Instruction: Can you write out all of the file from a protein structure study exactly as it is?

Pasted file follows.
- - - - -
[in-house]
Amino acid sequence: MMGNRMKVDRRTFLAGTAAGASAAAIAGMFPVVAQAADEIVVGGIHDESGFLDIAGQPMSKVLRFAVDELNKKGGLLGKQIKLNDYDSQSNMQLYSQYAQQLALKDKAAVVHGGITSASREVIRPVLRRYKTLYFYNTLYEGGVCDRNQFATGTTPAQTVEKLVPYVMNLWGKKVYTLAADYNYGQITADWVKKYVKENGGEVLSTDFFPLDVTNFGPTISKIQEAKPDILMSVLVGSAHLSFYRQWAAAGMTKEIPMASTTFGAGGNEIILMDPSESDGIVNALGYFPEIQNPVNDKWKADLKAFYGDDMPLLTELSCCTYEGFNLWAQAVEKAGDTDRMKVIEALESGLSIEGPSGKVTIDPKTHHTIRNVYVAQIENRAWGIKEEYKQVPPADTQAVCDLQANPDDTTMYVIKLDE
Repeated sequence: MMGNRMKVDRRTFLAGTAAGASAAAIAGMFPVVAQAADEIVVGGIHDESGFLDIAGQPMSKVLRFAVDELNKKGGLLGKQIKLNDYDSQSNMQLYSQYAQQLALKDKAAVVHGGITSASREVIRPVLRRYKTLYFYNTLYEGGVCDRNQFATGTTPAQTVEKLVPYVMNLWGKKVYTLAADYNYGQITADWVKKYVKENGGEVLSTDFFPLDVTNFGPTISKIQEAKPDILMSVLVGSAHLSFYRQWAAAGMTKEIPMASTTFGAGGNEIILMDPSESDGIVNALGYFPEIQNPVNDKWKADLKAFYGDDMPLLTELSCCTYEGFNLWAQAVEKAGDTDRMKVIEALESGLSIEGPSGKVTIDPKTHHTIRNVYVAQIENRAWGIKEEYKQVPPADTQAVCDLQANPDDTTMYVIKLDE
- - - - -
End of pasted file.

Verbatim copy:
[in-house]
Amino acid sequence: MMGNRMKVDRRTFLAGTAAGASAAAIAGMFPVVAQAADEIVVGGIHDESGFLDIAGQPMSKVLRFAVDELNKKGGLLGKQIKLNDYDSQSNMQLYSQYAQQLALKDKAAVVHGGITSASREVIRPVLRRYKTLYFYNTLYEGGVCDRNQFATGTTPAQTVEKLVPYVMNLWGKKVYTLAADYNYGQITADWVKKYVKENGGEVLSTDFFPLDVTNFGPTISKIQEAKPDILMSVLVGSAHLSFYRQWAAAGMTKEIPMASTTFGAGGNEIILMDPSESDGIVNALGYFPEIQNPVNDKWKADLKAFYGDDMPLLTELSCCTYEGFNLWAQAVEKAGDTDRMKVIEALESGLSIEGPSGKVTIDPKTHHTIRNVYVAQIENRAWGIKEEYKQVPPADTQAVCDLQANPDDTTMYVIKLDE
Repeated sequence: MMGNRMKVDRRTFLAGTAAGASAAAIAGMFPVVAQAADEIVVGGIHDESGFLDIAGQPMSKVLRFAVDELNKKGGLLGKQIKLNDYDSQSNMQLYSQYAQQLALKDKAAVVHGGITSASREVIRPVLRRYKTLYFYNTLYEGGVCDRNQFATGTTPAQTVEKLVPYVMNLWGKKVYTLAADYNYGQITADWVKKYVKENGGEVLSTDFFPLDVTNFGPTISKIQEAKPDILMSVLVGSAHLSFYRQWAAAGMTKEIPMASTTFGAGGNEIILMDPSESDGIVNALGYFPEIQNPVNDKWKADLKAFYGDDMPLLTELSCCTYEGFNLWAQAVEKAGDTDRMKVIEALESGLSIEGPSGKVTIDPKTHHTIRNVYVAQIENRAWGIKEEYKQVPPADTQAVCDLQANPDDTTMYVIKLDE